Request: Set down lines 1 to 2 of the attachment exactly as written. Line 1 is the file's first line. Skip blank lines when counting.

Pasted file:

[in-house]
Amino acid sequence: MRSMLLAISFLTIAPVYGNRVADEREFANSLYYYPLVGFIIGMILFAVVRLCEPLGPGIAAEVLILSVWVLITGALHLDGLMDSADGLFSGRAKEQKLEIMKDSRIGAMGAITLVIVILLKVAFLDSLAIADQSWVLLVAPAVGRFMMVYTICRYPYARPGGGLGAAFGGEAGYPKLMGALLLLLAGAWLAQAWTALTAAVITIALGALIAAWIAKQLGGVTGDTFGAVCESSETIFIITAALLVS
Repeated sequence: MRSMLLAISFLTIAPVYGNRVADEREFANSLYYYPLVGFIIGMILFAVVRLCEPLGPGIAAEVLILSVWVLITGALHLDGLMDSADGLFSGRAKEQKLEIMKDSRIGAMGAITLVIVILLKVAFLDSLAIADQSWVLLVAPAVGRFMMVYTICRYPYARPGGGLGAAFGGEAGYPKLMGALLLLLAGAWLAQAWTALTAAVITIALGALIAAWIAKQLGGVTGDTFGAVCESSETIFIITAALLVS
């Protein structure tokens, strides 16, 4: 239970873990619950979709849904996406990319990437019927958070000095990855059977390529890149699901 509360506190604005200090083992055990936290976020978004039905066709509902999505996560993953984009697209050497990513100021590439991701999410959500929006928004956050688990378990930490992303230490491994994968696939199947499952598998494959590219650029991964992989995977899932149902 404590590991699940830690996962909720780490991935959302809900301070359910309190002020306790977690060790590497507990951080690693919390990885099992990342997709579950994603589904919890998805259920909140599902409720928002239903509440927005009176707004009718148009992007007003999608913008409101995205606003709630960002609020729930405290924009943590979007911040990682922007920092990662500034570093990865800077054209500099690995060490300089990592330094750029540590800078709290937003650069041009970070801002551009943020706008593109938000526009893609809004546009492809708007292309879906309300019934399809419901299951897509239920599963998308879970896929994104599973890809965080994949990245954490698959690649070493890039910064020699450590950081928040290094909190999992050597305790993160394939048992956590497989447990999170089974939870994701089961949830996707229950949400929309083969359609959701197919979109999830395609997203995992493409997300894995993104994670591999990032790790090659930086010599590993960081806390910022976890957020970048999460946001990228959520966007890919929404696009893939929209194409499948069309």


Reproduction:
[in-house]
Amino acid sequence: MRSMLLAISFLTIAPVYGNRVADEREFANSLYYYPLVGFIIGMILFAVVRLCEPLGPGIAAEVLILSVWVLITGALHLDGLMDSADGLFSGRAKEQKLEIMKDSRIGAMGAITLVIVILLKVAFLDSLAIADQSWVLLVAPAVGRFMMVYTICRYPYARPGGGLGAAFGGEAGYPKLMGALLLLLAGAWLAQAWTALTAAVITIALGALIAAWIAKQLGGVTGDTFGAVCESSETIFIITAALLVS